Category Archives: Teaching and learning

Ten days with Edith Wharton: impressions of an archival visit

By Isabelle Parsons, PhD student, English Literature (1) It’s a Monday morning in June and I’m standing in front of the imposing granite and marble cube that is the Beinecke Rare Book and Manuscript Library at Yale University. I’ve spent … Continue reading

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“What Do We Do Now?” Part 1

Thoughts on Enright, Academic Travelling and Critical Distance Robert Fraser, Emeritus Professor of English One afternoon in October 1974, I was standing in a somewhat Spartan corridor in the University of Leeds in desultory conversation with a tall, lean, slightly … Continue reading

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“What Do We Do Now?” Part 2

Thoughts on Enright, Academic Travelling and Critical Distance Robert Fraser, Emeritus Professor of English Continuing from Part 1 … I returned to Tetouan in 2016 and 2017, and will go back there again this coming October. In the meantime, a … Continue reading

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What I love about this job, or learning the merits of language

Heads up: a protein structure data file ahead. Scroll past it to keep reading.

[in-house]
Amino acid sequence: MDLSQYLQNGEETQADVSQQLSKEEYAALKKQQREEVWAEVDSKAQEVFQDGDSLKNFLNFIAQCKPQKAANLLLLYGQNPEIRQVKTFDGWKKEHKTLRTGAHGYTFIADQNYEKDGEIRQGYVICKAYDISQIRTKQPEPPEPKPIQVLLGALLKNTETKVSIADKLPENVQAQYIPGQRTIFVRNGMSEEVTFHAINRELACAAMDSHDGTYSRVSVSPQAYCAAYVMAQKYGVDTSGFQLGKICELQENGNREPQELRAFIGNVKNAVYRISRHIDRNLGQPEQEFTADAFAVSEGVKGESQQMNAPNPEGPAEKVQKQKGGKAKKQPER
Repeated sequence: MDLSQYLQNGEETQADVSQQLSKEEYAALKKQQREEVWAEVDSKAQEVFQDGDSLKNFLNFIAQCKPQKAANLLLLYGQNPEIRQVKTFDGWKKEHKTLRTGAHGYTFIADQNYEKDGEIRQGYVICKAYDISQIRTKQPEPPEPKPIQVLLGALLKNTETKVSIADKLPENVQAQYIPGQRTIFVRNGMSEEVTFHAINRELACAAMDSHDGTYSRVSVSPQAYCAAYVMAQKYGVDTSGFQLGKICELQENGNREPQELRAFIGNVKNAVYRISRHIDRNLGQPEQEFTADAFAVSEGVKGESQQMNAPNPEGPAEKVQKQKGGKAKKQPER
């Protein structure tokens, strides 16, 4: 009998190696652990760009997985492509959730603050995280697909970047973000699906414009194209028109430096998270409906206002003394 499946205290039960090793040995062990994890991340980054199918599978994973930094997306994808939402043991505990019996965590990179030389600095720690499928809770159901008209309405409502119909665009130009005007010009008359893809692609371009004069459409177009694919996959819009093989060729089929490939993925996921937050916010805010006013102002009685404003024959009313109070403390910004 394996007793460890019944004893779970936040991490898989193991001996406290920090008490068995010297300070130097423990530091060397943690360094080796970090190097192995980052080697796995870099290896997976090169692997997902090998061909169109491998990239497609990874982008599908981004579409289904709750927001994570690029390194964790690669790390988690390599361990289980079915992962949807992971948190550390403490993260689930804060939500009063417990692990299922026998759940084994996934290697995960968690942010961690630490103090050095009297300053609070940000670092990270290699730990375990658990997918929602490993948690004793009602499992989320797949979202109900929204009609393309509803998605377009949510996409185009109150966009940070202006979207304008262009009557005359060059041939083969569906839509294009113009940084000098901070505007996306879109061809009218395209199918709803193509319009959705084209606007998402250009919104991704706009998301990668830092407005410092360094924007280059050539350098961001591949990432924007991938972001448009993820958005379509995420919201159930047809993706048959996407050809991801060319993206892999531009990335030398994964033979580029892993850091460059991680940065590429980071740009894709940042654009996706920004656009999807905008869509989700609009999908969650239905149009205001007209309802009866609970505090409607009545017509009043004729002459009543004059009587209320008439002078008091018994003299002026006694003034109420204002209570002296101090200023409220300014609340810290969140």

Richard Danson Brown, Professor of English Literature Four anonymous poems in Middle English: Pearl, Cleanness, Patience and Sir Gawain and the Green Knight. Created: c. 1400, North-West Midlands, Creator, Anonymous. Held by: British Library One of the things that can … Continue reading

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Scholarship and Research

Suman Gupta Slightly out of focus The connotations of the word ‘scholarship’ have always been a bit fuzzy, especially in academia. The OED puts it between, on the one hand, ‘learning, erudition; the collective attainments of scholars; the sphere of … Continue reading

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Digital Habitus and Institutional Responsibility

Suman Gupta Pedagogic Context I continue here with the argument of the earlier posting on Direct and Mediated Contact in Literary Pedagogy. I do so at a similar level of generality, without as yet nuancing the argument along the lines … Continue reading

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Response to Direct and Mediated Contact: Further Questions

Richard Allen The analysis and the questions raised in the previous posting on Direct and Mediated Contact in Literary Pedagogy are pertinent to the future of Literary Studies. My comments here don’t dare to provide answers but raise two issues … Continue reading

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Direct and Mediated Contact in Literary Pedagogy

Suman Gupta Teachers and researchers in literary studies at The Open University have delivered Higher Education (HE) programmes using up-to-date methods and technologies for almost 50 years. In this they have followed the mission of the university: in particular, to … Continue reading

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